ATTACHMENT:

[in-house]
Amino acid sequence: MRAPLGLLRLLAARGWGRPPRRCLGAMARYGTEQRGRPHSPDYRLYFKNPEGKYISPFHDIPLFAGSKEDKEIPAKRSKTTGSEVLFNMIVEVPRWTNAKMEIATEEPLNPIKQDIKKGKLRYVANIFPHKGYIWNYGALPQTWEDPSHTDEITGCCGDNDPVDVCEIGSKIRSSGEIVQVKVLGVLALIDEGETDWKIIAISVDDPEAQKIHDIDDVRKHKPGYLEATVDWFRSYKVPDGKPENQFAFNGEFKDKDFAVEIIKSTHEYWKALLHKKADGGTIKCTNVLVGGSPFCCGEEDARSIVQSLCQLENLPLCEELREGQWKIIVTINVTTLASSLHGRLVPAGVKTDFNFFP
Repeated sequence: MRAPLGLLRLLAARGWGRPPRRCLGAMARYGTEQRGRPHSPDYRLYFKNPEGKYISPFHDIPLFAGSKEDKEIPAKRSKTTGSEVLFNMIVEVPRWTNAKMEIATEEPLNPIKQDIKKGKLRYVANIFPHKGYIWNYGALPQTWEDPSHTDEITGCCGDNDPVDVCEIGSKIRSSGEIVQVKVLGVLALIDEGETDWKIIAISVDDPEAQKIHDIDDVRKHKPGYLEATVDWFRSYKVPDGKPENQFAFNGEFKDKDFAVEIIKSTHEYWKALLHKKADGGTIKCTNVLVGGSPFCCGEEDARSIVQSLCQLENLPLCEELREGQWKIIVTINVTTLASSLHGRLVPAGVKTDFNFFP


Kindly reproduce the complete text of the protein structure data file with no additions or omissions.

[in-house]
Amino acid sequence: MRAPLGLLRLLAARGWGRPPRRCLGAMARYGTEQRGRPHSPDYRLYFKNPEGKYISPFHDIPLFAGSKEDKEIPAKRSKTTGSEVLFNMIVEVPRWTNAKMEIATEEPLNPIKQDIKKGKLRYVANIFPHKGYIWNYGALPQTWEDPSHTDEITGCCGDNDPVDVCEIGSKIRSSGEIVQVKVLGVLALIDEGETDWKIIAISVDDPEAQKIHDIDDVRKHKPGYLEATVDWFRSYKVPDGKPENQFAFNGEFKDKDFAVEIIKSTHEYWKALLHKKADGGTIKCTNVLVGGSPFCCGEEDARSIVQSLCQLENLPLCEELREGQWKIIVTINVTTLASSLHGRLVPAGVKTDFNFFP
Repeated sequence: MRAPLGLLRLLAARGWGRPPRRCLGAMARYGTEQRGRPHSPDYRLYFKNPEGKYISPFHDIPLFAGSKEDKEIPAKRSKTTGSEVLFNMIVEVPRWTNAKMEIATEEPLNPIKQDIKKGKLRYVANIFPHKGYIWNYGALPQTWEDPSHTDEITGCCGDNDPVDVCEIGSKIRSSGEIVQVKVLGVLALIDEGETDWKIIAISVDDPEAQKIHDIDDVRKHKPGYLEATVDWFRSYKVPDGKPENQFAFNGEFKDKDFAVEIIKSTHEYWKALLHKKADGGTIKCTNVLVGGSPFCCGEEDARSIVQSLCQLENLPLCEELREGQWKIIVTINVTTLASSLHGRLVPAGVKTDFNFFP